Wouldn’t it be nice if we had an x-ray that could peer into the true intention behind words on a screen? Sadly we don’t have that x-ray yet (for most of humanity’s existence, we had body language to enrich our words and enhance understanding, but we live in interesting times where so much, perhaps even the majority, of our communication lacks body language) and so we have to be mindful of how our words might be perceived, and what the ramifications of publishing them might be. That’s not to say we should hold off completely, but it does mean we should be mindful if we’re to be most effective.

Sunday, April 24th, 2016

Conversational interfaces

Psst… Jeremy! Right now you’re getting notified every time something is posted to Slack. That’s great at first, but now that activity is increasing you’ll probably prefer dialing that down.

Slackbot, 2015

What’s happening?

Twitter, 2009

Why does everyone always look at me? I know I’m a chalkboard and that’s my job, I just wish people would ask before staring at me. Sometimes I don’t have anything to say.

Existentialist chalkboard, 2007

I’m Little MOO - the bit of software that will be managing your order with us. It will shortly be sent to Big MOO, our print machine who will print it for you in the next few days. I’ll let you know when it’s done and on it’s way to you.

Little MOO, 2006

It looks like you’re writing a letter.

Clippy, 1997

Your quest is to find the Warlock’s treasure, hidden deep within a dungeon populated with a multitude of terrifying monsters. You will need courage, determination and a fair amount of luck if you are to survive all the traps and battles, and reach your goal — the innermost chambers of the Warlock’s domain.

The Warlock Of Firetop Mountain, 1982

Welcome to Adventure!! Would you like instructions?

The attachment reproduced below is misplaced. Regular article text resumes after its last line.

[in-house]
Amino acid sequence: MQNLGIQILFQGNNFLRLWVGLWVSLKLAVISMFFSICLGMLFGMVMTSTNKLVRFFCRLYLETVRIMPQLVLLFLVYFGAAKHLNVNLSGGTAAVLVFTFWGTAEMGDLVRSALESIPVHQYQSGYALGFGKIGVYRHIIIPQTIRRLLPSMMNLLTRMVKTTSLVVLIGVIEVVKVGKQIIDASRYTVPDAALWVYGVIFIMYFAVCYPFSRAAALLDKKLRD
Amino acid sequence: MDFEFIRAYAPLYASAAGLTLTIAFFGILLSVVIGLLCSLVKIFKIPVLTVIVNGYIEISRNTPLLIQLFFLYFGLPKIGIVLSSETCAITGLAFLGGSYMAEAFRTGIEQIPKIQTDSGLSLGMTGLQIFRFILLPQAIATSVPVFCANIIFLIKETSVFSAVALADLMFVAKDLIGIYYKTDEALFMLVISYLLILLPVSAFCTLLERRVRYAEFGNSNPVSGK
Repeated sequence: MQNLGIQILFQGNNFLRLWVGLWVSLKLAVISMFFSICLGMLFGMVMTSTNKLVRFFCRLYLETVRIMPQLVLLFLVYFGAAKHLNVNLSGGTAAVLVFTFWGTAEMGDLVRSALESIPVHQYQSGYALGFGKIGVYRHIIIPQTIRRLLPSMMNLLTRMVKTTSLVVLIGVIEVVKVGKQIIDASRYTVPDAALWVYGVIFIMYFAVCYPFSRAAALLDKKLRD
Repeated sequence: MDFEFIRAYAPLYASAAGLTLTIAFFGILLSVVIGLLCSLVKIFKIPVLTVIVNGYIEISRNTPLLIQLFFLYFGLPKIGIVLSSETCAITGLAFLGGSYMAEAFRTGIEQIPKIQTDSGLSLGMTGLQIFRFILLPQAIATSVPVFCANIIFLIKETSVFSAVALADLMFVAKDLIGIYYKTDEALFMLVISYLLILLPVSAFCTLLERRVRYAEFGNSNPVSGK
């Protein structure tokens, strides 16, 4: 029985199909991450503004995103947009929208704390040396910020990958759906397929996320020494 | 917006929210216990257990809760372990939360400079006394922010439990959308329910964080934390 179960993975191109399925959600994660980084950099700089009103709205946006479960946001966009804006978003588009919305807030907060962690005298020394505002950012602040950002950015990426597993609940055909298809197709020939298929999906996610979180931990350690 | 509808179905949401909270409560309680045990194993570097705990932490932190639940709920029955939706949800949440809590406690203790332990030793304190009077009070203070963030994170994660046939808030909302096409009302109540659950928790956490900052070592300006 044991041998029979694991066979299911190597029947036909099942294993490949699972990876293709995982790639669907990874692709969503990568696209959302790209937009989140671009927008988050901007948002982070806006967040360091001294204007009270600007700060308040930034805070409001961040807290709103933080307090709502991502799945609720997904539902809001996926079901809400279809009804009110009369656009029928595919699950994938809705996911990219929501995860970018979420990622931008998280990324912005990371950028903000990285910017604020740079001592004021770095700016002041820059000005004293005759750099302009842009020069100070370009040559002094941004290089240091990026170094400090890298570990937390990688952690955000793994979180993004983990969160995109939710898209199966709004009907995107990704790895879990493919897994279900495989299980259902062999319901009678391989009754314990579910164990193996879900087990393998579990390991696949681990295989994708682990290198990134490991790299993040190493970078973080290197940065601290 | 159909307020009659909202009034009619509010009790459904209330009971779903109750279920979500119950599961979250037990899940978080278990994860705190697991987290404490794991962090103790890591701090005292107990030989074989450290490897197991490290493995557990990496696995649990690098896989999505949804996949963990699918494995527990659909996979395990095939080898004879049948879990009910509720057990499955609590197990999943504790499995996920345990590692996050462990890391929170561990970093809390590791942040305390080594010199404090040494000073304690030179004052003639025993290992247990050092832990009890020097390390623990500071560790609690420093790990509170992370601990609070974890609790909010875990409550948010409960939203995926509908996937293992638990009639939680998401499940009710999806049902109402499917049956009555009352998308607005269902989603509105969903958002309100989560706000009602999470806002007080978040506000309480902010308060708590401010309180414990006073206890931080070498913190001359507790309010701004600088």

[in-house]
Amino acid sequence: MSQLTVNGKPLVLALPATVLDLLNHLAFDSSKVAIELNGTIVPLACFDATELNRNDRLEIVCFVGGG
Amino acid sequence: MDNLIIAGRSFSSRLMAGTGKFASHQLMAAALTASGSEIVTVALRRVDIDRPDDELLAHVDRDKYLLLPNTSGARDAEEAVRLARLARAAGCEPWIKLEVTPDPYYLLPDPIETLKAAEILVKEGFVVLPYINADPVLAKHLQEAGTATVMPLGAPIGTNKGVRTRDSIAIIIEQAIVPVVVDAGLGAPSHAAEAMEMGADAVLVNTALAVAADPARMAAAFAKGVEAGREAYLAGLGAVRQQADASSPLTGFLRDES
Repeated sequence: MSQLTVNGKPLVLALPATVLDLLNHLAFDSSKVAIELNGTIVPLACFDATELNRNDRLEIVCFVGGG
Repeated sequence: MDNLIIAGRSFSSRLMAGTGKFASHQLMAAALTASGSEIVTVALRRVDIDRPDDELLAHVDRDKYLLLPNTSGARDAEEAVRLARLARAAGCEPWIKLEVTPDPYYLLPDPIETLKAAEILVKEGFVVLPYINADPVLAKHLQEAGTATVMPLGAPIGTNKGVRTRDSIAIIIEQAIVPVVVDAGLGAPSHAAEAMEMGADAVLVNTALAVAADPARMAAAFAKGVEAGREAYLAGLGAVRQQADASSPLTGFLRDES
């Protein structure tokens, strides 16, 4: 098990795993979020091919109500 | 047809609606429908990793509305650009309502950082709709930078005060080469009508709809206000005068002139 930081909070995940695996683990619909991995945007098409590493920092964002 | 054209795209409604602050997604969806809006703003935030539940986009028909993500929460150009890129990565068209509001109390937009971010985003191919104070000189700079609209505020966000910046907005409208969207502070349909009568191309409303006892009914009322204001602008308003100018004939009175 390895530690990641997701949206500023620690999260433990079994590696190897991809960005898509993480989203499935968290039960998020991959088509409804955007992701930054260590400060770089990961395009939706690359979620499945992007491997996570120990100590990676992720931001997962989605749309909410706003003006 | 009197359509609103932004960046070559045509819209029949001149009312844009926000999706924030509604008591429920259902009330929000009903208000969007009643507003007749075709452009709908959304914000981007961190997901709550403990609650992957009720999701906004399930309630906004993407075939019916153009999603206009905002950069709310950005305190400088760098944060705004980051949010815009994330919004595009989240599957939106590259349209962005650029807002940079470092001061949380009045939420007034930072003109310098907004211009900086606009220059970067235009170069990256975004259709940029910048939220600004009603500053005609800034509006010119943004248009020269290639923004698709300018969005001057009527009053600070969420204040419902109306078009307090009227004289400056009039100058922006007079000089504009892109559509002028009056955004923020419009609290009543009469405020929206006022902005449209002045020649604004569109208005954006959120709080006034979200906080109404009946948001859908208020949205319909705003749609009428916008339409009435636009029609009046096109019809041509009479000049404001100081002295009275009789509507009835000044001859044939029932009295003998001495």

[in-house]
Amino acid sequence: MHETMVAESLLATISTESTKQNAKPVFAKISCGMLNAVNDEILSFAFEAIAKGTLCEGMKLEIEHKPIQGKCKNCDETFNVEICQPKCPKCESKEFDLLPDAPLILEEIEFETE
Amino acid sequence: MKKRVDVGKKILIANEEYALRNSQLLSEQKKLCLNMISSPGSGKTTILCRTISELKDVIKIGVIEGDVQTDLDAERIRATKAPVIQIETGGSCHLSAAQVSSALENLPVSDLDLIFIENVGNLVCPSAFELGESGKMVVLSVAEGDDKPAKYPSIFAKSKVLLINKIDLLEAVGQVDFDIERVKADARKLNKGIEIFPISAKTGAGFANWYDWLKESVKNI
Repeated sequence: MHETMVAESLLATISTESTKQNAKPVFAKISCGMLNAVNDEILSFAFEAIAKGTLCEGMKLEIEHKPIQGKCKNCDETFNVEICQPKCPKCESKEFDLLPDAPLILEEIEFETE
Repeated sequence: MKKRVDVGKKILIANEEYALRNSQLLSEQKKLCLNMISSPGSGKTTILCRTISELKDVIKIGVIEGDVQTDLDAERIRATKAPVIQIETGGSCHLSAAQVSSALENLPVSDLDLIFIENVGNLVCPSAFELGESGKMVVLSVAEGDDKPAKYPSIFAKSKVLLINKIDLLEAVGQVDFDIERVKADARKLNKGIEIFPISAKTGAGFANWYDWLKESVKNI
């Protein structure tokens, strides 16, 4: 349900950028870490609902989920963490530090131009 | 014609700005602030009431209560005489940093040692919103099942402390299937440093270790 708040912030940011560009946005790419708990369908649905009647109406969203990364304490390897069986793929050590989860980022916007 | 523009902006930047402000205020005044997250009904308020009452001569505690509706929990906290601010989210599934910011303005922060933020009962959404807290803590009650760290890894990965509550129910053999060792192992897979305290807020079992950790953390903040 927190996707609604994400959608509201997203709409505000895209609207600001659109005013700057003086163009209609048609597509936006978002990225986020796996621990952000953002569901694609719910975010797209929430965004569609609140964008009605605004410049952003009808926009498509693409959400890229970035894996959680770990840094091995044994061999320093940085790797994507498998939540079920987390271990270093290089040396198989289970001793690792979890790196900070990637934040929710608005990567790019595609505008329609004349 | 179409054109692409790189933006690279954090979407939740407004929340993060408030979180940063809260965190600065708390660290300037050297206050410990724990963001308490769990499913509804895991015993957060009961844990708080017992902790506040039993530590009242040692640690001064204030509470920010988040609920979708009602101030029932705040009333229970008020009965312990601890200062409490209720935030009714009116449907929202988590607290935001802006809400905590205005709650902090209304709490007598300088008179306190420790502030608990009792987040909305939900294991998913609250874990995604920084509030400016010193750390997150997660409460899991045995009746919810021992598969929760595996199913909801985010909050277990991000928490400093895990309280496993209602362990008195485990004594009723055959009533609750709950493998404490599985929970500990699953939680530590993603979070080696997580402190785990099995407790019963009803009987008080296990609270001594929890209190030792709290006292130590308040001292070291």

Colossal Cave, 1976

I am a lead pencil—the ordinary wooden pencil familiar to all boys and girls and adults who can read and write.

I, Pencil, 1958

ÆLFRED MECH HET GEWYRCAN
Ælfred ordered me to be made

Ashmolean Museum, Oxford

The Ælfred Jewel, ~880

Technical note

I have marked up the protagonist of each conversation using the cite element. There is a long-running dispute over the use of this element. In HTML 4.01 it was perfectly fine to use cite to mark up a person being quoted. In the HTML Living Standard, usage has been narrowed:

The cite element represents the title of a work (e.g. a book, a paper, an essay, a poem, a score, a song, a script, a film, a TV show, a game, a sculpture, a painting, a theatre production, a play, an opera, a musical, an exhibition, a legal case report, a computer program, etc). This can be a work that is being quoted or referenced in detail (i.e. a citation), or it can just be a work that is mentioned in passing.

A person’s name is not the title of a work — even if people call that person a piece of work — and the element must therefore not be used to mark up people’s names.

I disagree.

In the examples above, it’s pretty clear that I, Pencil and Warlock Of Firetop Mountain are valid use cases for the cite element according to the HTML5 definition; they are titles of works. But what about Clippy or Little Moo or Slackbot? They’re not people …but they’re not exactly titles of works either.

If I were to mark up a dialogue between Eliza and a human being, should I only mark up Eliza’s remarks with cite? In text transcripts of conversations with Alexa, Siri, or Cortana, should only their side of the conversation get attributed as a source? Or should they also be written without the cite element because it must not be used to mark up people’s names …even though they are not people, according to conventional definition.

It’s downright botist.

Sunday, February 21st, 2016

What happens next with Conversational UIs — Cennydd Bowles

Cennydd speaks his brains on conversational interfaces—a refreshing counterpoint to Chris’s cheerleading.

Thursday, April 22nd, 2010

Designing with Social Skills | Darren Hoyt Dot Com

An examination of websites behaving conversationally, including Huffduffer.

Tuesday, April 29th, 2008

Rethinking the blog comment policy | Eloquation

Weighing up the pros and cons of allowing comments on blog posts.

Monday, March 24th, 2008

Jeremy Keith's twitter conversations - Quotably.com

Quotably offers a nice well-ordered interface onto Twitter conversations.

Tuesday, August 14th, 2007

Commentary

I’m still thinking about blog comments so I thought I’d get a few hyperlinks and blockquotes out of my system.